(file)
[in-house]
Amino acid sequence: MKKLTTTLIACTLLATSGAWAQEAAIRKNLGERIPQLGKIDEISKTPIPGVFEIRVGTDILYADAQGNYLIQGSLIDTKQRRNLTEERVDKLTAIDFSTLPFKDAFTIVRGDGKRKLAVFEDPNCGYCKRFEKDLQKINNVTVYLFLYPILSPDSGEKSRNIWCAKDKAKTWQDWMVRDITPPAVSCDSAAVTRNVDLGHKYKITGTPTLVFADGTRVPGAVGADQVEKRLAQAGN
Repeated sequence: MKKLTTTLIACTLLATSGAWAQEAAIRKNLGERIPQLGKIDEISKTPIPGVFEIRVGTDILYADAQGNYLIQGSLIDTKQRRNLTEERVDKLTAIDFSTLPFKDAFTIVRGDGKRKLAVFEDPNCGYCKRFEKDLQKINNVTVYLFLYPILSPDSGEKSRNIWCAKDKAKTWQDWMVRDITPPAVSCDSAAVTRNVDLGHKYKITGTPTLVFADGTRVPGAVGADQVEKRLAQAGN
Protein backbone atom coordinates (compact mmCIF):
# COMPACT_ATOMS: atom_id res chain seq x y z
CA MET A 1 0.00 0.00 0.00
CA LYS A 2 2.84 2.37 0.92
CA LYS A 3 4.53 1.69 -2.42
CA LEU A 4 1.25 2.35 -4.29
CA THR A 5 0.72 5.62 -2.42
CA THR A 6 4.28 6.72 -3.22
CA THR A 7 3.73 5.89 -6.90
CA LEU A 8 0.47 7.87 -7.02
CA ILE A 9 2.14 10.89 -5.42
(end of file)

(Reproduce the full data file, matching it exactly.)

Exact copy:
[in-house]
Amino acid sequence: MKKLTTTLIACTLLATSGAWAQEAAIRKNLGERIPQLGKIDEISKTPIPGVFEIRVGTDILYADAQGNYLIQGSLIDTKQRRNLTEERVDKLTAIDFSTLPFKDAFTIVRGDGKRKLAVFEDPNCGYCKRFEKDLQKINNVTVYLFLYPILSPDSGEKSRNIWCAKDKAKTWQDWMVRDITPPAVSCDSAAVTRNVDLGHKYKITGTPTLVFADGTRVPGAVGADQVEKRLAQAGN
Repeated sequence: MKKLTTTLIACTLLATSGAWAQEAAIRKNLGERIPQLGKIDEISKTPIPGVFEIRVGTDILYADAQGNYLIQGSLIDTKQRRNLTEERVDKLTAIDFSTLPFKDAFTIVRGDGKRKLAVFEDPNCGYCKRFEKDLQKINNVTVYLFLYPILSPDSGEKSRNIWCAKDKAKTWQDWMVRDITPPAVSCDSAAVTRNVDLGHKYKITGTPTLVFADGTRVPGAVGADQVEKRLAQAGN
Protein backbone atom coordinates (compact mmCIF):
# COMPACT_ATOMS: atom_id res chain seq x y z
CA MET A 1 0.00 0.00 0.00
CA LYS A 2 2.84 2.37 0.92
CA LYS A 3 4.53 1.69 -2.42
CA LEU A 4 1.25 2.35 -4.29
CA THR A 5 0.72 5.62 -2.42
CA THR A 6 4.28 6.72 -3.22
CA THR A 7 3.73 5.89 -6.90
CA LEU A 8 0.47 7.87 -7.02
CA ILE A 9 2.14 10.89 -5.42